People who do not have clinical expirience, volunteering and research....

Discussion in 'Pre-Medical - MD' started by Taty, May 7, 2002.

  1. Taty

    Taty Senior Member

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    Please post here...
    This is for my friend, he has not internet, so i decided a little help him.

    OK. This guy IS major Chem minor, 3.73 GPA, 3.9 Science GPA, took April MCAT waiting for results.

    He has not volunteering expirience, research & good extras, but he works full time to pay college tuition, plus he is full-time college student.

    Is that any chance he can get accepted to MEd School without those extras? If anybody was accepted with no clinical expirience or knows friends who were please, post here (what did u tell on your interviews and what school did u get)
     
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  3. abefroman

    abefroman Senior Member

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    I think it would be extremely difficult. He should either start working on clinical experiences now so he has something to talk about if he gets any interviews or he should take a year off before applying to build up some experiences.
     
  4. oldman

    oldman Senior Citizen
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    w/o clinical experience, it becomes difficult to show how he will understand what it takes to be a doctor.
     
  5. dr. momo

    dr. momo Member

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    one of the great gifts of medical schools is that if there's any weakness whatsoever in your application, they will find it!! i did the all the volunteer work, research, leadership stuff, etc., but i had never shadowed a doctor. believe me, i got asked "why not??" in every single interview. definitely get some clinical experience if you can!

    :)

    p.s. not to say that you won't get in if you don't have clinical experience...it just helps to be able to talk about it. :)
     
  6. deva

    deva Senior Member

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    I don't think clinical experience is all that important. I have no clinical experience (no jobs with doctors, no hospital volunteer positions, etc) and I was not asked about it in any interview. And I got into med school.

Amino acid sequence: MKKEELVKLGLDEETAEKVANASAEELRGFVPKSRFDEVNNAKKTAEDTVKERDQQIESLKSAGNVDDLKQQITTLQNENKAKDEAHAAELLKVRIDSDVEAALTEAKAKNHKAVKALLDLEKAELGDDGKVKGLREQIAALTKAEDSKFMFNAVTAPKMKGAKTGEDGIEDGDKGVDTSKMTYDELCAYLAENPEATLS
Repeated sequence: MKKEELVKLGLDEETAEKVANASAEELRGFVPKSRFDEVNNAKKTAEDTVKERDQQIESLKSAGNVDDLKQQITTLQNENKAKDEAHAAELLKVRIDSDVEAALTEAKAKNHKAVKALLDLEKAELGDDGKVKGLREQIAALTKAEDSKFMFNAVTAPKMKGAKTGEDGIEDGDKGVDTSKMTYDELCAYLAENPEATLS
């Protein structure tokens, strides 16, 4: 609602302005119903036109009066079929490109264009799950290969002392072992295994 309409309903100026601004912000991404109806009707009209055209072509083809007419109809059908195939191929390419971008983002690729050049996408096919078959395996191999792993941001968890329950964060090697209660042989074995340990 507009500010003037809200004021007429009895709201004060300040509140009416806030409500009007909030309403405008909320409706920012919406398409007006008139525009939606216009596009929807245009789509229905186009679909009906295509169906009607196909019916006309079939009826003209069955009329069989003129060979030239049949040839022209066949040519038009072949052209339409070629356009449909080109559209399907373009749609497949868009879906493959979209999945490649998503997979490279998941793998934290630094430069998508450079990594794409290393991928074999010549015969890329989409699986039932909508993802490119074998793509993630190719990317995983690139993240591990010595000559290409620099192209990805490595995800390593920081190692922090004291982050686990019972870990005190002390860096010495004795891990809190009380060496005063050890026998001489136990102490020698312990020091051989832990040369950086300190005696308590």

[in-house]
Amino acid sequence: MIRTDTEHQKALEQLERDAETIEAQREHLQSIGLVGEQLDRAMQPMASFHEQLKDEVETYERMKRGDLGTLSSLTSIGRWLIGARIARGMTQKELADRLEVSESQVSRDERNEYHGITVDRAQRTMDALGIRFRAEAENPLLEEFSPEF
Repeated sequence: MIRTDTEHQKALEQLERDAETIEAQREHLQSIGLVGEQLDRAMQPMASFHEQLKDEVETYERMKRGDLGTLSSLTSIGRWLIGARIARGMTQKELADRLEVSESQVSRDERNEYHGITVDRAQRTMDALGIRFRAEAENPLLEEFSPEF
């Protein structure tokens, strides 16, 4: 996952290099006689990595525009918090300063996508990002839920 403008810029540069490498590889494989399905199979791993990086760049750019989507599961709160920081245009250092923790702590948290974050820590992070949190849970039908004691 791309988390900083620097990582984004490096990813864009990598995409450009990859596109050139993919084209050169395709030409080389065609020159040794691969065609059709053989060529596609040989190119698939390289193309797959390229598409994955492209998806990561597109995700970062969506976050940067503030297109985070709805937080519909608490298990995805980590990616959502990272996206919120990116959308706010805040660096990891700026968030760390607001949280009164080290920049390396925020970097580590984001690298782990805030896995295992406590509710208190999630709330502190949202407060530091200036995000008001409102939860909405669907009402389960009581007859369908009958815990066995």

7. alaska

    alaska Junior Member

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    devastator, do you mind posting your stats and the med schools you got in? Thanks.
     
  8. yojimbo

    yojimbo Junior Member

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    Someone I know had a 3.9 and 37 MCAT with lots of research experience but no (or very little) clinical experience and she now goes to UCSF.
     
  9. spacecadet

    spacecadet Senior Member

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    It's safer to just start getting some clinical experience now. You will hear stories both ways. But, the fact is that they expect you to have this experience and may very well consider you lacking if you don't.

    I wish I had started working on my clinical experience last year, but I was told by many, many knowledgable people that I would be fine without it. I didn't get in and I'm now reapplying. And, I don't have a lot of time to build experience before the next cycle.

    I understand the problem. I also worked a full-time job during undergrad and it was rough. I'm working full time now, taking classes at night, and have a two-year-old son - but they still expect me to find the time to volunteer at a hospital.
     
  10. Taty

    Taty Senior Member

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    damn...i will tell this guy..he really needs to have something...
     
  11. oldman

    oldman Senior Citizen
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    You can think about it this way. If you go out and get clinical experience you get a glimpse of what it's like to be a doctor. I wouldn't want to make a decision that will require about 4 years of education, 3-7 years of extra training, and a life-long career without knowing what I am about to get myself into. I used to think that I might be scared of blood. In fact I once saw someone getting a transfusion and I started to get sick. Now that I deal with blood all day long, I'm think hey this is fun. In fact, I'm having so much fun w/ needles I'm thinking I could go into anesthesia. But that's just a side point. I'm sure there are people who get into med school w/o any volunteering or clinical experience. I have an uncle (he's a son of a bitch who doesn't deserve to be a doc, but that's a different story.) who went to WashU w/o any of that EC stuff.
     
  12. deva

    deva Senior Member

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    </font><blockquote><font size="1" face="Verdana, Helvetica, sans-serif">quote:</font><hr /><font size="2" face="Verdana, Helvetica, sans-serif">Originally posted by alaska:
    <strong>devastator, do you mind posting your stats and the med schools you got in? Thanks.</strong></font><hr /></blockquote><font size="2" face="Verdana, Helvetica, sans-serif">Ok, I have a 4.0 GPA and 37 on MCAT. I did interviews at Cornell, UPenn, NYU, and Johns Hopkins. I fell in love with Cornell, and once they accepted me, I stopped doing interviews. I was waitlisted at NYU and UPenn (tier 1) - this was probably because I made it clear at the interviews that the schools weren't for me (long story). Actually, I was surprised that they even waitlisted me, given that I really disliked what I saw at the schools and that it seemed obvious that they were not right for me, but anyway... I was waitlisted in the upper tier at Hopkins - this was probably because I applied very late (my secondary application actually arrived AFTER the final deadline) and interviewed very late.